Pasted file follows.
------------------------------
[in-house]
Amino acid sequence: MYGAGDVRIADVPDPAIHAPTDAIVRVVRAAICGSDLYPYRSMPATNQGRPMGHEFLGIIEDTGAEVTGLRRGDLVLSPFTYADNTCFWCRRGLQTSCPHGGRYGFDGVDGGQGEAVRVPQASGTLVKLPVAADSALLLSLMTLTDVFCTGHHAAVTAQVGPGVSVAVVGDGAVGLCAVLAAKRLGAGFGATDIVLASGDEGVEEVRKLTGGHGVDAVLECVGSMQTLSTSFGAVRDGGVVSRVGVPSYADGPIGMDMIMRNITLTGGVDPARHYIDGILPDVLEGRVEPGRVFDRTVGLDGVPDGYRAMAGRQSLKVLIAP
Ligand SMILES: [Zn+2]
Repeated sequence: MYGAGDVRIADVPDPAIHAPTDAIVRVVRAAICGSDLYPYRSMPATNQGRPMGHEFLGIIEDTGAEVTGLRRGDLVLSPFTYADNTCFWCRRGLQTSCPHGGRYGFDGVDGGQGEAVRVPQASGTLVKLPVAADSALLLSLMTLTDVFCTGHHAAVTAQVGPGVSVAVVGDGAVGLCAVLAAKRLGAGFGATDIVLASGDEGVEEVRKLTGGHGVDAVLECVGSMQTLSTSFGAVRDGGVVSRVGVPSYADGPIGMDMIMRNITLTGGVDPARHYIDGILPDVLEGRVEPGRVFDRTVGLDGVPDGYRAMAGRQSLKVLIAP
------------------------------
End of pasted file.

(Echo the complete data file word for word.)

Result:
[in-house]
Amino acid sequence: MYGAGDVRIADVPDPAIHAPTDAIVRVVRAAICGSDLYPYRSMPATNQGRPMGHEFLGIIEDTGAEVTGLRRGDLVLSPFTYADNTCFWCRRGLQTSCPHGGRYGFDGVDGGQGEAVRVPQASGTLVKLPVAADSALLLSLMTLTDVFCTGHHAAVTAQVGPGVSVAVVGDGAVGLCAVLAAKRLGAGFGATDIVLASGDEGVEEVRKLTGGHGVDAVLECVGSMQTLSTSFGAVRDGGVVSRVGVPSYADGPIGMDMIMRNITLTGGVDPARHYIDGILPDVLEGRVEPGRVFDRTVGLDGVPDGYRAMAGRQSLKVLIAP
Ligand SMILES: [Zn+2]
Repeated sequence: MYGAGDVRIADVPDPAIHAPTDAIVRVVRAAICGSDLYPYRSMPATNQGRPMGHEFLGIIEDTGAEVTGLRRGDLVLSPFTYADNTCFWCRRGLQTSCPHGGRYGFDGVDGGQGEAVRVPQASGTLVKLPVAADSALLLSLMTLTDVFCTGHHAAVTAQVGPGVSVAVVGDGAVGLCAVLAAKRLGAGFGATDIVLASGDEGVEEVRKLTGGHGVDAVLECVGSMQTLSTSFGAVRDGGVVSRVGVPSYADGPIGMDMIMRNITLTGGVDPARHYIDGILPDVLEGRVEPGRVFDRTVGLDGVPDGYRAMAGRQSLKVLIAP